New urgency for community cohesion and empowerment
Debbie Ladds responds to the EU referendum
By Debbie Ladds, chief executive, Local Trust
Since the EU referendum, I’ve heard many people say that the referendum campaign and results have exposed fault lines in our communities at many levels: not only racial but between young and old, and people of different classes. For those of us who support communities, it is now all the more vital to continue nurturing community-wide capacity and hope, through trust, cohesion and openness.
As active citizens we each have our own views on what has happened and what should happen next, but our role now is to help communities through this turbulence. We need to work out how we can respond in a practical and helpful way in line with our values and principles, particularly related to equalities. This includes a focus on working with communities in a time of uncertainty and building community spirit in times of change.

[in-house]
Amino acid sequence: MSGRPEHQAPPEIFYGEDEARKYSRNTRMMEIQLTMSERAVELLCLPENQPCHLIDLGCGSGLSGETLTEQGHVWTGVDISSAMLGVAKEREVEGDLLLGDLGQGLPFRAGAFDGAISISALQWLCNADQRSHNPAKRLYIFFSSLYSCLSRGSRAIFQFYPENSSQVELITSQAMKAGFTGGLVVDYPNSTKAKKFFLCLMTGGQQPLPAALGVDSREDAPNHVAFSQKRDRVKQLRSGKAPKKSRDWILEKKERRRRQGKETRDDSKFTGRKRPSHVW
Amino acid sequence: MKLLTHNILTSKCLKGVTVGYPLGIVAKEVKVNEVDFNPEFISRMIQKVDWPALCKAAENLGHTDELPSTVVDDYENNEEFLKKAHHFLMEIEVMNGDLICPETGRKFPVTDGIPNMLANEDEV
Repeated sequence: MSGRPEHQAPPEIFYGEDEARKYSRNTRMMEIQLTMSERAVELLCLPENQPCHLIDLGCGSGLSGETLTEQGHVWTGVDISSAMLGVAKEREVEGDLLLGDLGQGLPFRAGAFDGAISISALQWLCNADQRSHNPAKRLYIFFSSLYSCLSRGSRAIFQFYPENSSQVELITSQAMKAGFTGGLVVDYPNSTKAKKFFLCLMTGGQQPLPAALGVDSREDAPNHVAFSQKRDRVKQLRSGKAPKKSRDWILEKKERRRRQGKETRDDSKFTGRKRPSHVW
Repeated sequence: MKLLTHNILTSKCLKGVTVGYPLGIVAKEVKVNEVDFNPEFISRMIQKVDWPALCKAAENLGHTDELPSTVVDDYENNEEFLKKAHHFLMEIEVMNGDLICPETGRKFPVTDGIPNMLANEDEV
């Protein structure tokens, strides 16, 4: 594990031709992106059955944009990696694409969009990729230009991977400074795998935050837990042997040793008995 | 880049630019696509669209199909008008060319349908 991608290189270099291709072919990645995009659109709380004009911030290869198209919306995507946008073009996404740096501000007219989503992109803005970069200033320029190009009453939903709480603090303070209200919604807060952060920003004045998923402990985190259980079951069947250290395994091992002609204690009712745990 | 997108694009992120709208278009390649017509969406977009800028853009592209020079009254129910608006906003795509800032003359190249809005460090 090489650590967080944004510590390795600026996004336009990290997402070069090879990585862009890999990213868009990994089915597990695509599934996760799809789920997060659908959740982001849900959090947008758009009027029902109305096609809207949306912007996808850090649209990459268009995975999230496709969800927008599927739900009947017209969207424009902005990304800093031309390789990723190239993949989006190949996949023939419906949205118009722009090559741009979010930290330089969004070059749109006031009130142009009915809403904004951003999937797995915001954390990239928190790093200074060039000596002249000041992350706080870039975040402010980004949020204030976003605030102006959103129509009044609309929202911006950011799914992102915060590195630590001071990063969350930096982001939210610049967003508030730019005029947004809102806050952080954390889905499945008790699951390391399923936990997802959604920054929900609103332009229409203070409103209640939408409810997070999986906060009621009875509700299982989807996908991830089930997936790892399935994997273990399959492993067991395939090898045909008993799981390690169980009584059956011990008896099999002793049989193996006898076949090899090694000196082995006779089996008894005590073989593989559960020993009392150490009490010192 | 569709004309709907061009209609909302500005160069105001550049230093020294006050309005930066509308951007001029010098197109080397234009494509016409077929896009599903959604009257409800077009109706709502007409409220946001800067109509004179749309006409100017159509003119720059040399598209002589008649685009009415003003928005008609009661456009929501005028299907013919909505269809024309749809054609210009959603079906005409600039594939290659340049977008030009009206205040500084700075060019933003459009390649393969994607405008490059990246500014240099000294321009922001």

Many commentators have offered a narrative of disempowerment as a key reason for the Leave vote. With the political vacuum emerging in Westminster, and economic uncertainty a given, enabling residents to create and own their own long-term solutions to the challenges affecting them most will be essential in both areas that voted Leave and those that voted Remain.
At Local Trust, cohesion within communities remains at the forefront of our vision, not least because it is what residents tell us is important to them. In our Big Local programme, each of 150 communities in England have a range of support and £1m to spend to make their area an even better place to live. How to spend the £1m and the priorities to address is down to the decision of residents in each area. Since the first Big Local areas were announced in 2010, it has been clear that building cohesion and stronger community relationships is firmly at the top of the list for Big Local areas.
Brexit brings with it the planning of new national policy and budget decisions. Whilst many charities and campaigns will rightly focus on influencing these, we must also work directly with communities to help them identify and respond to local needs, and to increase their skills and confidence to respond to the challenges and opportunities of the future.
Our staff, partnerships, partners and reps have experience, knowledge and expertise that helps bring communities together, that listens to communities and helps them listen to their neighbours, so that their communities are better places to live. I expect that in the coming weeks and months our support will be more important than ever.